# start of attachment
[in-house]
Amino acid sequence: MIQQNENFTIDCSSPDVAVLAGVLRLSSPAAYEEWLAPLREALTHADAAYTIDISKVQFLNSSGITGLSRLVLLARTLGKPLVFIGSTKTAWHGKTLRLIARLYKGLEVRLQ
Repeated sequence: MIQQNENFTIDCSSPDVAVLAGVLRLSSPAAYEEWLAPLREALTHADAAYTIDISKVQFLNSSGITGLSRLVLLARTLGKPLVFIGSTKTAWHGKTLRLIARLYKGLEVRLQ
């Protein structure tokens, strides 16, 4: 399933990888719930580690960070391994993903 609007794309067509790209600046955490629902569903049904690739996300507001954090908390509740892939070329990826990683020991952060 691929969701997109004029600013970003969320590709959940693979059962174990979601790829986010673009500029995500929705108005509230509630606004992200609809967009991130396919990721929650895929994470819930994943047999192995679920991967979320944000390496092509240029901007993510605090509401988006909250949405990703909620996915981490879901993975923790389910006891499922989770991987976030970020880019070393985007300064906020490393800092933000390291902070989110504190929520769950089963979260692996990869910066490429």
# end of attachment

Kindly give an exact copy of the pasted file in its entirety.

[in-house]
Amino acid sequence: MIQQNENFTIDCSSPDVAVLAGVLRLSSPAAYEEWLAPLREALTHADAAYTIDISKVQFLNSSGITGLSRLVLLARTLGKPLVFIGSTKTAWHGKTLRLIARLYKGLEVRLQ
Repeated sequence: MIQQNENFTIDCSSPDVAVLAGVLRLSSPAAYEEWLAPLREALTHADAAYTIDISKVQFLNSSGITGLSRLVLLARTLGKPLVFIGSTKTAWHGKTLRLIARLYKGLEVRLQ
């Protein structure tokens, strides 16, 4: 399933990888719930580690960070391994993903 609007794309067509790209600046955490629902569903049904690739996300507001954090908390509740892939070329990826990683020991952060 691929969701997109004029600013970003969320590709959940693979059962174990979601790829986010673009500029995500929705108005509230509630606004992200609809967009991130396919990721929650895929994470819930994943047999192995679920991967979320944000390496092509240029901007993510605090509401988006909250949405990703909620996915981490879901993975923790389910006891499922989770991987976030970020880019070393985007300064906020490393800092933000390291902070989110504190929520769950089963979260692996990869910066490429």